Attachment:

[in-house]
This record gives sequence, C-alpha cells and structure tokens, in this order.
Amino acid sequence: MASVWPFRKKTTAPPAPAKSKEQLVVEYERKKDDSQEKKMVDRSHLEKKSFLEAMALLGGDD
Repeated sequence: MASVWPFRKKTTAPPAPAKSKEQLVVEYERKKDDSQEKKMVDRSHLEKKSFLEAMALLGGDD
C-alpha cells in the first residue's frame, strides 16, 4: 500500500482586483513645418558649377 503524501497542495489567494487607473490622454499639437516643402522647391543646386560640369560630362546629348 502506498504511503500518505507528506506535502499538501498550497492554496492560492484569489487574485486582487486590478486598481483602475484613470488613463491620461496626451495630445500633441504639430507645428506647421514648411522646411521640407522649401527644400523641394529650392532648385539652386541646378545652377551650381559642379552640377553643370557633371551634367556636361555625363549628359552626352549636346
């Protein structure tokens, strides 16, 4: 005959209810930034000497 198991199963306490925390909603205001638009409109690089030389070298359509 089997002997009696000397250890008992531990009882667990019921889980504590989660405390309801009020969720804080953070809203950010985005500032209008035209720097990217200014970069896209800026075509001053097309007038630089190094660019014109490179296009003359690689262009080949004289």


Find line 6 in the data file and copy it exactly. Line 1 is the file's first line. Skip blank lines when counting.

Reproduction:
């Protein structure tokens, strides 16, 4: 005959209810930034000497 198991199963306490925390909603205001638009409109690089030389070298359509 089997002997009696000397250890008992531990009882667990019921889980504590989660405390309801009020969720804080953070809203950010985005500032209008035209720097990217200014970069896209800026075509001053097309007038630089190094660019014109490179296009003359690689262009080949004289």